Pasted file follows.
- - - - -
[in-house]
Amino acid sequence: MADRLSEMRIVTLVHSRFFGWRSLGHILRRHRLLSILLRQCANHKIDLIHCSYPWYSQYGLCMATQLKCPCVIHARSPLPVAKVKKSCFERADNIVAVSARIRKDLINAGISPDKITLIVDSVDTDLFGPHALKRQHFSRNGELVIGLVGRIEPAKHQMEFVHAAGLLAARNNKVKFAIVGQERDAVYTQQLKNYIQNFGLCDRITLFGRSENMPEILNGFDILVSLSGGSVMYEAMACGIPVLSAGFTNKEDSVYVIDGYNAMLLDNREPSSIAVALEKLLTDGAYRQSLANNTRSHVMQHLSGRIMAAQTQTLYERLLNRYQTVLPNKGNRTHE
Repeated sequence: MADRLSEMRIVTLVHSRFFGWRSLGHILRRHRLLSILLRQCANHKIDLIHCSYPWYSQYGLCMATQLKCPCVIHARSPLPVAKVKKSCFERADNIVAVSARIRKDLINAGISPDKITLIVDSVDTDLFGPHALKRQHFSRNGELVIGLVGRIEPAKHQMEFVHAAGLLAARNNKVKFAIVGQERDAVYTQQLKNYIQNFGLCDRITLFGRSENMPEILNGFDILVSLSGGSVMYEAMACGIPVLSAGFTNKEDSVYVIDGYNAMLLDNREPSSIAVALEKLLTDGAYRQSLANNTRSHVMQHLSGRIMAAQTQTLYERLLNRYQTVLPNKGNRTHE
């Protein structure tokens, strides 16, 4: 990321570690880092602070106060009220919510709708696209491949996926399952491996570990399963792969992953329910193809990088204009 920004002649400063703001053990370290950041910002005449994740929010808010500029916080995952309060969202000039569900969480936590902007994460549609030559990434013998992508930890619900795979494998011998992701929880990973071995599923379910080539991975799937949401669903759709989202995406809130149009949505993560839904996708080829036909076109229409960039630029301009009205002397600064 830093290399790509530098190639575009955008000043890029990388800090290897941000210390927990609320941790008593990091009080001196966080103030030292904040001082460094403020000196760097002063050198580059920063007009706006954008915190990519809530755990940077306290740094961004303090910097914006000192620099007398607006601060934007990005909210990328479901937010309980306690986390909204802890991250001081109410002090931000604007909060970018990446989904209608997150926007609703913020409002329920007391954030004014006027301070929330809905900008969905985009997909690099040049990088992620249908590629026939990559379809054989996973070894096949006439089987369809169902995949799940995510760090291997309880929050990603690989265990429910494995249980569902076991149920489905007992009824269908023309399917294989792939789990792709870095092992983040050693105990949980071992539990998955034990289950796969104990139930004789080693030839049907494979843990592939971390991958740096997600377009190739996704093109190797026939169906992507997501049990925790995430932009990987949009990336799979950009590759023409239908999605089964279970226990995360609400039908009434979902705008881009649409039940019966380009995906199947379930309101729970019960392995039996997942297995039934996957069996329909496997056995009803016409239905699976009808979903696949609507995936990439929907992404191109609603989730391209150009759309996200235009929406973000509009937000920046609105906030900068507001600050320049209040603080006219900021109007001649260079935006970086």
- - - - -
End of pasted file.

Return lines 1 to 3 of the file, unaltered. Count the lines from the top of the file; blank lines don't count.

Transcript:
[in-house]
Amino acid sequence: MADRLSEMRIVTLVHSRFFGWRSLGHILRRHRLLSILLRQCANHKIDLIHCSYPWYSQYGLCMATQLKCPCVIHARSPLPVAKVKKSCFERADNIVAVSARIRKDLINAGISPDKITLIVDSVDTDLFGPHALKRQHFSRNGELVIGLVGRIEPAKHQMEFVHAAGLLAARNNKVKFAIVGQERDAVYTQQLKNYIQNFGLCDRITLFGRSENMPEILNGFDILVSLSGGSVMYEAMACGIPVLSAGFTNKEDSVYVIDGYNAMLLDNREPSSIAVALEKLLTDGAYRQSLANNTRSHVMQHLSGRIMAAQTQTLYERLLNRYQTVLPNKGNRTHE
Repeated sequence: MADRLSEMRIVTLVHSRFFGWRSLGHILRRHRLLSILLRQCANHKIDLIHCSYPWYSQYGLCMATQLKCPCVIHARSPLPVAKVKKSCFERADNIVAVSARIRKDLINAGISPDKITLIVDSVDTDLFGPHALKRQHFSRNGELVIGLVGRIEPAKHQMEFVHAAGLLAARNNKVKFAIVGQERDAVYTQQLKNYIQNFGLCDRITLFGRSENMPEILNGFDILVSLSGGSVMYEAMACGIPVLSAGFTNKEDSVYVIDGYNAMLLDNREPSSIAVALEKLLTDGAYRQSLANNTRSHVMQHLSGRIMAAQTQTLYERLLNRYQTVLPNKGNRTHE